Jenny Diski takes a skeptical look at the value of Milgram’s famous experiment in the latest London Review of Books. Was Milgram’s shock machine, and the paperback hand-wringing about conscience and obedience that followed, just the reality TV of its day?
We sucked in the awful tales of human beings and their fathomless vileness like babies on a truth tit. It’s funny that the postwar children have come to be regarded as a formlessly liberal generation when, as I recall, one of the main projects was to confront the dark side of humankind in order to learn how it might be neutralised. We might well have been guilty of thinking too shallowly, of gulping our facts and developing a taste for the bitter; but happy-go-lucky, laissez-faire and carefree is not how I remember it. After the Holocaust, man’s capacity for cruelty no longer seemed to be something to do with the remote past and its lack of indoor lavatory facilities or comprehensive schools, but was what our own parents were capable of doing. And if our own parents, then with the added blast of the newly discovered structure of the double helix that wove our parents into our every cell, why not us?
It didn’t seem possible (surely, no one thinks of themselves as being rotten?), but the banality of evil, or at any rate the quotidian nature of mercilessness, was there in front of our eyes, and the postwar generation of social scientists were intent on devising ways to prove it. We marched against nuclear weapons not just because of their moral poverty, but also because the more we found out about what humanity was capable of, the less we could be deceived by the notion that safety lay in the doctrine of mutually assured destruction. It seemed like a good idea to know the awful truth about ourselves, although nowadays I’m not sure that just knowing helps much. We were, if ever there was one, the generation which believed that to know thyself was to be in a position to change. We must have botched the first task, because we’ve certainly bungled the second.
I suspect, however, that we failed to notice a missing term in the proposition. Between knowing ourselves and change, lay the chasm of how change might come about. An ill-digested Freudianism suggested that only awareness was necessary for the great catharsis. Bring the dark out into the light, show what is hidden, and all will be well. You have to become aware of what you (that is, we) are like and then, somehow, you (that is, we) will be different. Thinking of this kind was the problem with the obedience experiment. Milgram set out with the echoes of Nuremberg and the almost contemporary Eichmann trial in his mind: perhaps it wasn’t just Germans who did what they were told. But having discovered that Americans, too, valued obedience to authority, that indeed we are all inclined to do what we are told, there was as ever no automatic bridge between knowing and changing. We must learn from this, Milgram said; we all said. But no one said how we were supposed to learn from it. It seemed it should have been obvious.
Plainly, it wasn’t. In spite of the atrocities by American soldiers in Vietnam, the French in Algeria, the British in Northern Ireland, this very year, politicians and public alike in the US and the UK declared themselves baffled, disbelieving and amazed that American and British soldiers could torture and humiliate Iraqi prisoners. They meant, usually, American and British soldiers. Not even the elementary lesson Milgram had to teach has been absorbed. It is still thought that bad guys do bad things and good guys (that’s us) don’t do bad things. That’s how you tell the difference. Then it turned out, quite recently, that telling the difference was a very big problem. For politicians (criminally self-interested or criminally sincere) to declare our natural goodness and their natural badness is one thing, but that anyone believes there is an inherently moral distinction which can be defined geographically or racially means people just haven’t been paying attention to what — of which the Milgram study was little more than a reiteration and foreshadowing — made hideously clear. Tell people to go to war, and mostly they will. Tell them to piss on prisoners, and mostly they will. Tell them to cover up lies, and mostly they will. Authority is government, the media, the business sector, the priestly men and women in white coats or mitres. We are trained up in the structure of the family, in school, in work. Most people do what they are told. Apparently, a majority of people in this country did not want to join the US in making war on Iraq. This country joined the US in its catastrophic adventure nevertheless. The dissenters marched and argued and put posters up in their windows, but … Great passions were aroused, and yet … For the past eighteen months, the Independent newspaper has been producing astonishing front pages to make you weep, still … It all happened, and goes on. It could be inertia, or a sense of helplessness, or it could be that our fear of the consequences of disobedience holds sway over our judgment. It looks as if in every generation there is moral panic and a perception (or hallucination of the horror to come) of the next generation as having lost its predisposition to be obedient. Civilisation depends on most of us doing what we are told most of the time. Real civilisation, however, depends on Milgram’s 35 per cent who eventually get round to thinking for themselves.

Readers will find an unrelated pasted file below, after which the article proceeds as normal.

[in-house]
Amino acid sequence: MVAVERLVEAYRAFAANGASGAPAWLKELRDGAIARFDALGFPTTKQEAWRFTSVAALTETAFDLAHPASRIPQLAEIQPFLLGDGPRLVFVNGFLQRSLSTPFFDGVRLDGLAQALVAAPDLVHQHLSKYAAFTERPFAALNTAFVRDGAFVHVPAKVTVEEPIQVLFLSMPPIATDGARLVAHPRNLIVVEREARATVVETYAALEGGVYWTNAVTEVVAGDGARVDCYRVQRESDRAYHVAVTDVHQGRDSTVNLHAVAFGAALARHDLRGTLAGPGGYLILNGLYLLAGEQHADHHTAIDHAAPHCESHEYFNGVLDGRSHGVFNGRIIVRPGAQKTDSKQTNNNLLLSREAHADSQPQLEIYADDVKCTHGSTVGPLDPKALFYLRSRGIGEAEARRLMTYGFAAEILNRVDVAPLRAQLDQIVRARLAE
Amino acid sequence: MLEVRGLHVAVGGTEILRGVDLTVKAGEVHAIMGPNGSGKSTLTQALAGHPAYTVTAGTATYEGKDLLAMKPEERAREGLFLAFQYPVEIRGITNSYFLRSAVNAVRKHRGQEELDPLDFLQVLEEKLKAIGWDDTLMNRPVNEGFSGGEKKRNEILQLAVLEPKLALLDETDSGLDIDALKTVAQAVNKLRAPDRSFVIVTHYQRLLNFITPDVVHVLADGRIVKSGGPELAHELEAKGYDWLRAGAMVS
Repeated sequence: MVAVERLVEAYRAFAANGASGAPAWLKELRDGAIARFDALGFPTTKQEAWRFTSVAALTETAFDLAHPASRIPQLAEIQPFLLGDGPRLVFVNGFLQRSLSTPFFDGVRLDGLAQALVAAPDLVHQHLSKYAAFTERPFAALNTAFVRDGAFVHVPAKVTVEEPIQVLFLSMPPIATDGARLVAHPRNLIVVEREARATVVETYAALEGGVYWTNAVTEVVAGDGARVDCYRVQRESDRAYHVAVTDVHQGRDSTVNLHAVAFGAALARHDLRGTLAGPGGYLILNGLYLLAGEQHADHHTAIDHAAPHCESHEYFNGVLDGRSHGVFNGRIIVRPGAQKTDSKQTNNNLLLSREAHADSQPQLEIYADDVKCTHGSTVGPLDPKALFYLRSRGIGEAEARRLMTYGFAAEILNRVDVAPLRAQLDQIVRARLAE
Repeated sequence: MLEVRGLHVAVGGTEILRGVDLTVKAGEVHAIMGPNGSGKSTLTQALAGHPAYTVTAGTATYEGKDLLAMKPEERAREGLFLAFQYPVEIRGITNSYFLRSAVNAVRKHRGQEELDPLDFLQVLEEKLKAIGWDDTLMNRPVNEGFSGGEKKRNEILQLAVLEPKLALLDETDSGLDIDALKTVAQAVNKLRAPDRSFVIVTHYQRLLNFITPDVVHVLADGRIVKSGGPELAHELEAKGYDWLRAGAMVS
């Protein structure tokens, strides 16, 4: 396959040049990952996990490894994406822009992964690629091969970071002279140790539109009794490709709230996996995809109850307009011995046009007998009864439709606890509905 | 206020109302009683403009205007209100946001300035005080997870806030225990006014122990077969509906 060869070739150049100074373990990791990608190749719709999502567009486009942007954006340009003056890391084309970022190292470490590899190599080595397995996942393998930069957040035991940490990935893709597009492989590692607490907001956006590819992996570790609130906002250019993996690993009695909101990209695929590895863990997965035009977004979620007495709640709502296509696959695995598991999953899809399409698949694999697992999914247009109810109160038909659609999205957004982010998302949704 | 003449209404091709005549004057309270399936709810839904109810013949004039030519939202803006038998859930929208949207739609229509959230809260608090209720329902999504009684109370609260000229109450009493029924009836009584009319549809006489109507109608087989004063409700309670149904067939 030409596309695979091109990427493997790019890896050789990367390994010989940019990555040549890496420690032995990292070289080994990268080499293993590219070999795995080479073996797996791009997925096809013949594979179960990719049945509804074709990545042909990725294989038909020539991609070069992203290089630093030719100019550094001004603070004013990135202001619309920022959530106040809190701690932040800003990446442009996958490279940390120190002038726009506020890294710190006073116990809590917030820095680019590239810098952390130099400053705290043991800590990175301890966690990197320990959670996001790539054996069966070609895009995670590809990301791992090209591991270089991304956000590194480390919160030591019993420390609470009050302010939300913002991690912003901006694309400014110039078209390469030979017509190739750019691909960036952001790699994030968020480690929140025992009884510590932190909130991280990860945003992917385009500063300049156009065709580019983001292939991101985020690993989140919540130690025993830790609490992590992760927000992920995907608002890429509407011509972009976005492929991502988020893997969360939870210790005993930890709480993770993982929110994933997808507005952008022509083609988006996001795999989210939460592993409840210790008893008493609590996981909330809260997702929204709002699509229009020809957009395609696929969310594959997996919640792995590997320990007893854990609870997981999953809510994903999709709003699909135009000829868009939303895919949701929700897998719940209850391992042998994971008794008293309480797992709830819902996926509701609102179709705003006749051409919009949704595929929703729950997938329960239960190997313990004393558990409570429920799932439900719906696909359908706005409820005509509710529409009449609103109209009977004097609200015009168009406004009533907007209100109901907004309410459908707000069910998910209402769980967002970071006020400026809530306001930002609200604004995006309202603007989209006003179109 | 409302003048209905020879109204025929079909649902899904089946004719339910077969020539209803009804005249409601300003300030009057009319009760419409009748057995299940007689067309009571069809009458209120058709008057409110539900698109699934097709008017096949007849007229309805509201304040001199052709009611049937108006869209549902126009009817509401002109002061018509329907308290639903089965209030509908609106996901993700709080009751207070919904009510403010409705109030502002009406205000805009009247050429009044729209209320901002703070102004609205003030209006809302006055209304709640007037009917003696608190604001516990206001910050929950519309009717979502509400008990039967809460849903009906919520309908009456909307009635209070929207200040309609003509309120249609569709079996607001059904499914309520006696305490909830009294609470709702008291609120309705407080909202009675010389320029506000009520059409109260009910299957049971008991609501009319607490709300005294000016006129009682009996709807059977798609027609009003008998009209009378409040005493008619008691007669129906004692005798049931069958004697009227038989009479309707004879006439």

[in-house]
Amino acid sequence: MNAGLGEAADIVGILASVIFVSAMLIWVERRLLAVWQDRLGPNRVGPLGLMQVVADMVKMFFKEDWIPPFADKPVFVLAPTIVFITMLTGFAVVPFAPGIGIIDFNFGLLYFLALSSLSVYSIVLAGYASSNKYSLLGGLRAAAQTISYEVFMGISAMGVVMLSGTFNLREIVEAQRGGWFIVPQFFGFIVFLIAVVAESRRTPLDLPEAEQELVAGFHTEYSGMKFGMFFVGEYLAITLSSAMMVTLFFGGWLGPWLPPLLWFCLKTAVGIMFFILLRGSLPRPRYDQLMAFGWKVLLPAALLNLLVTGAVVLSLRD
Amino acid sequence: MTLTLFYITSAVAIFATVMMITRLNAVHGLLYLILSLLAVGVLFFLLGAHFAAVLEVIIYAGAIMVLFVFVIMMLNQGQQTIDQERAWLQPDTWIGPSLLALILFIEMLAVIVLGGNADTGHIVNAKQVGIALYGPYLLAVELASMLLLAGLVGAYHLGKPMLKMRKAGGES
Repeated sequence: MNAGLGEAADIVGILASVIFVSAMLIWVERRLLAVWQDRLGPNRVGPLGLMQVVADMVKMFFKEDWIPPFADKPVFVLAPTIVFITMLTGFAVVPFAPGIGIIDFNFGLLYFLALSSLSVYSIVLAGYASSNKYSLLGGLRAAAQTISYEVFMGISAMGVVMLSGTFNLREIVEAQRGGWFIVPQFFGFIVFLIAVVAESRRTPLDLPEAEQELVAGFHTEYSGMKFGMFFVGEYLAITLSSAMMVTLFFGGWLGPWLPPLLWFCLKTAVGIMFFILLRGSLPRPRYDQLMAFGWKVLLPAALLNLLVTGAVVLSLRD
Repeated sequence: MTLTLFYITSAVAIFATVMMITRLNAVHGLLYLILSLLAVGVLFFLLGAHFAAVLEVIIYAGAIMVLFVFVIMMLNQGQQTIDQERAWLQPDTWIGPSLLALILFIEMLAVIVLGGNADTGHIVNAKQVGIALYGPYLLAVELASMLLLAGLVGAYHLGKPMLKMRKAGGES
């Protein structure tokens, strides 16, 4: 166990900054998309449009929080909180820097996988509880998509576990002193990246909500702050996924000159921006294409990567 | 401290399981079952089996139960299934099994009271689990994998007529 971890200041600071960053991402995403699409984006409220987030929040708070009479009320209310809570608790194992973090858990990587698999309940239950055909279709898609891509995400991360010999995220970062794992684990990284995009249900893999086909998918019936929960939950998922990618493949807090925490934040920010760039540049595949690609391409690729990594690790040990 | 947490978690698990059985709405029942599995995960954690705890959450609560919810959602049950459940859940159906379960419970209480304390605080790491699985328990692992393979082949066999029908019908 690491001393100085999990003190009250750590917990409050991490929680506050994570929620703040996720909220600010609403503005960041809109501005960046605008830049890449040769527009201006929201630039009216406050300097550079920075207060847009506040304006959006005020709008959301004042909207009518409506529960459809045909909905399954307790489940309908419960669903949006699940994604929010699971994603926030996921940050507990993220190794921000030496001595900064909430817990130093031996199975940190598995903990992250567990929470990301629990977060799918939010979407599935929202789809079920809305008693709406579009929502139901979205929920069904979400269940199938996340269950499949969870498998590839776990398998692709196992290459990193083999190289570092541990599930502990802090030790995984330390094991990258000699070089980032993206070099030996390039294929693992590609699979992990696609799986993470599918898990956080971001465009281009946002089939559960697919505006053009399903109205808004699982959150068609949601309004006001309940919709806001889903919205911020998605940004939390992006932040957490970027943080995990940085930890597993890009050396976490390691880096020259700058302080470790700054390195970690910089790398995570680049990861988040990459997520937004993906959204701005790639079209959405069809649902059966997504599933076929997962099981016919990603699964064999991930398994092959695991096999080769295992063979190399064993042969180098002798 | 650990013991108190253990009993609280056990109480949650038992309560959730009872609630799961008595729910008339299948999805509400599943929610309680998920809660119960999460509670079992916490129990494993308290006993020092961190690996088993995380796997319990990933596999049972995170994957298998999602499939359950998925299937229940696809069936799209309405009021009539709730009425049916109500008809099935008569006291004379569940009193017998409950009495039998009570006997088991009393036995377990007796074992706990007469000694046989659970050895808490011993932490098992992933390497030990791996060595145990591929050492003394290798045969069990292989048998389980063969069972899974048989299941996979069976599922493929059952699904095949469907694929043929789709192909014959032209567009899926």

But that, too, is a lazy, sentimental attitude. The 65/35 per cent split between the compliant and the resistant is just another version of good and bad, and leaves us essentially ignorant and free to declare our particular righteousness. Bush can take Milgram’s division to signify Americans and Terrorists; bin Laden can use it to denounce the evil West to the Followers of Allah; Hitler to set Germans against Jews; Zionists to divide Jews from Palestinians. And Milgram is no help at all.